Robots may care for aging baby boomers as number of home aides dwindles

( Robots may end up taking care of aging baby boomers if the number of elderly care workers continues to decline.

The New York Times reports researchers have developed a robotic nurse gentle enough to bathe elderly patients and a robotic butler that fetches household objects like cups and can even clean a kitchen. They are also working on a robot that can remind patients to take their medicine, keep track of their eyeglasses and assist in the event of a fall.

“There are two trends that are going in opposite directions. One is the increasing number of elderly people, and the other is the decline in the number of people to take care of them,” said Jim Osborn, a roboticist and executive director of the Robotics Institute’s Quality of Life Technology Center at Carnegie Mellon University. “Part of the view we’ve already espoused is that robots will start to fill in those gaps.”

Here are some more excerpts from the Times story:

There will be 72.1 million Americans over the age of 65 by 2030, which is nearly double the number today. The country will need 70 percent more home aide jobs by 2020. But filling those jobs is proving to be difficult because the salaries are low. In many states, home aides make an average of $20,820 annually.

While the technology is available, some researchers question whether we should entrust the care of people in their 70s and older to artificial assistants.

Sherry Turkle, a professor at the Massachusetts Institute of Technology and author of the book “Alone Together: Why We Expect More From Technology and Less From Each Other,” did a series of studies with Paro, a therapeutic robot that looks like a baby harp seal and is meant to have a calming effect on patients with dementia, Alzheimer’s and in health care facilities. The professor said she was troubled when she saw a 76-year-old woman share stories about her life with the robot.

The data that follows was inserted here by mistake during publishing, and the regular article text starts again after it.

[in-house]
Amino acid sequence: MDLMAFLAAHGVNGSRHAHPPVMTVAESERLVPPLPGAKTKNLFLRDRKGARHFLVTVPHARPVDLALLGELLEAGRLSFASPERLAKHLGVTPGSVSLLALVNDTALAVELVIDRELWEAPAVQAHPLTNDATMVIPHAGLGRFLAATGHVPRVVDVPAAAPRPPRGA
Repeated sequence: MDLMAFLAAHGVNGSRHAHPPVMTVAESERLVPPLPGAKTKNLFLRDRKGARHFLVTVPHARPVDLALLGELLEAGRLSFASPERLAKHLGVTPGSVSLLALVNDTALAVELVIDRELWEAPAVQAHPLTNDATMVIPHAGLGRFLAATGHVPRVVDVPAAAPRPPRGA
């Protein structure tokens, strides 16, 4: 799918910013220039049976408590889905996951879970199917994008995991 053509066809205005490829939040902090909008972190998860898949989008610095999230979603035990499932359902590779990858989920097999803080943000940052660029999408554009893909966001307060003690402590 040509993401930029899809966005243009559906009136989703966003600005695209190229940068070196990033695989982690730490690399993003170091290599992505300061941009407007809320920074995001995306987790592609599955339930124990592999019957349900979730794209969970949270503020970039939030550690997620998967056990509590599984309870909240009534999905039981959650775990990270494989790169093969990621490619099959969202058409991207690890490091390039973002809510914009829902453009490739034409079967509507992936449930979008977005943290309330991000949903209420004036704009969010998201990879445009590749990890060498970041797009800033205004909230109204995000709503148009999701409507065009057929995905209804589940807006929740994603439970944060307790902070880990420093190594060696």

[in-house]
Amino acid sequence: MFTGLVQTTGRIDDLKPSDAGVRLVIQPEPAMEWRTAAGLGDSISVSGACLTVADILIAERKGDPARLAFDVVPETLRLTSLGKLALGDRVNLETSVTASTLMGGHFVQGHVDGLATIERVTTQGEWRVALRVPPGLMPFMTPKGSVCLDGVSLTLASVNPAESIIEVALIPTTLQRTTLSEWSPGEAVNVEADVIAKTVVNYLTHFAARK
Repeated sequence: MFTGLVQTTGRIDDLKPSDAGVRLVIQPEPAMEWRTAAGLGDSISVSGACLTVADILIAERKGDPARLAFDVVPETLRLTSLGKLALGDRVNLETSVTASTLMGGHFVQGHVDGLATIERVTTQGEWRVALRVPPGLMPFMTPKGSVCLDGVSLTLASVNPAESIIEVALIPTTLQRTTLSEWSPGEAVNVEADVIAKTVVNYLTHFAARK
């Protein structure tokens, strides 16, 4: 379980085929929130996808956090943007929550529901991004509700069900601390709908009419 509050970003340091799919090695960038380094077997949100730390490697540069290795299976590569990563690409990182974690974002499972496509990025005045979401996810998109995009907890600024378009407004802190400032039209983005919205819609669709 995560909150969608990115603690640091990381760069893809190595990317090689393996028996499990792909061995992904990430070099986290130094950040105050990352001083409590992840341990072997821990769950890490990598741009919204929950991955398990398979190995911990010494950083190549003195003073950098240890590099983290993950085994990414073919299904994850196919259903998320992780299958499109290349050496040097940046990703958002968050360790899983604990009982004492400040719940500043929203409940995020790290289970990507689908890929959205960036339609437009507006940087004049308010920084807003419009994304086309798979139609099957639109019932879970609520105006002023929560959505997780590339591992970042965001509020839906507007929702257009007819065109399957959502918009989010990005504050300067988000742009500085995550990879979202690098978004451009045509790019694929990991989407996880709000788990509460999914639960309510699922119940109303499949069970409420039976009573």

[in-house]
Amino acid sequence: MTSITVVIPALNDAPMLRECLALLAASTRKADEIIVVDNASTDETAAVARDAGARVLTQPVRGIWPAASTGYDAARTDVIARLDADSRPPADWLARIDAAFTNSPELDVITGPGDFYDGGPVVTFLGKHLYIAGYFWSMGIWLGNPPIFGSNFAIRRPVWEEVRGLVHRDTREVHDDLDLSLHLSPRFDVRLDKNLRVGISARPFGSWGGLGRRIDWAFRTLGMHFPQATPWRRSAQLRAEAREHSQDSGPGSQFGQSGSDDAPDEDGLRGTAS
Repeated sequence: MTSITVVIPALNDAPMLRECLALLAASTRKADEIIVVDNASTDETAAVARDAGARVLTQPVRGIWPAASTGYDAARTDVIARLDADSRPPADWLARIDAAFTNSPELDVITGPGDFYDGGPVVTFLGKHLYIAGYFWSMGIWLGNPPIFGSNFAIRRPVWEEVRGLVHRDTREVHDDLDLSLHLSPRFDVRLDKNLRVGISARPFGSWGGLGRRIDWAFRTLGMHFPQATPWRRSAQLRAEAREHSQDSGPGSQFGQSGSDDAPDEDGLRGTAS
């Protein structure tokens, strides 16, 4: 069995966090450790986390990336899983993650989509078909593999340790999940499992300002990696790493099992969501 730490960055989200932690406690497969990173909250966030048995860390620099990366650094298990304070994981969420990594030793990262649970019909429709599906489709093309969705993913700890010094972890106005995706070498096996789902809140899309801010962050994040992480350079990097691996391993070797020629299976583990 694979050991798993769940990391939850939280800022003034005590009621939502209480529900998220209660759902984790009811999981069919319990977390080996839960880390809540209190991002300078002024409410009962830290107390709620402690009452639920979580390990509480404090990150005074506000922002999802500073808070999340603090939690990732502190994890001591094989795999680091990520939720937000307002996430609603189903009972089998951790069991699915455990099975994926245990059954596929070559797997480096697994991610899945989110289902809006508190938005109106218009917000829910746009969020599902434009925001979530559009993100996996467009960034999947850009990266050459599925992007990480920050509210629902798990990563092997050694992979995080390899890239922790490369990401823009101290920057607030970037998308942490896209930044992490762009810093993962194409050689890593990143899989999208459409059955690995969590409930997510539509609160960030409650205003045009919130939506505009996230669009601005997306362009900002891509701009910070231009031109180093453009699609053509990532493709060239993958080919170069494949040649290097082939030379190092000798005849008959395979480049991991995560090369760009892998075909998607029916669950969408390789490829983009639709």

“I felt like this isn’t amazing; this is sad. We have been reduced to spectators of a conversation that has no meaning,” she said. “Giving old people robots to talk to is a dystopian view that is being classified as utopian.” Turkle said robots did not have a capacity to listen or understand something personal, and tricking patients to think they can is unethical.

A recent Georgia Tech study found that older people were intrigued by the idea of robotic assistants in the home, but a robot’s appearance played a large role in what they will trust the machines to do. Older people want robots that look human for tasks that involve intelligence, like recommending which medicine they need to take. But they want a more sterile-looking machine for manual labor tasks, like cleaning and cooking, so they do not feel guilty bossing it about.

Wendy A. Rogers, a professor at Georgia Tech and director of the university’s Human Factors and Aging Laboratory, said concerns about older people developing relationships with their in-home helper robots were no different than the bond we develop with other inanimate objects.

Dr. Rogers has been experimenting with a large robot called the PR2, made by Willow Garage, a robotics company in Palo Alto, Calif., which can fetch and administer medicine, a seemingly simple act that demands a great deal of trust between man and machine.

“We are social beings, and we do develop social types of relationships with lots of things,” she said. “Think about the GPS in your car, you talk to it and it talks to you.” Dr. Rogers noted that people developed connections with their Roomba, the vacuum robot, by giving the machines names and buying costumes for them. “This isn’t a bad thing, it’s just what we do,” she said.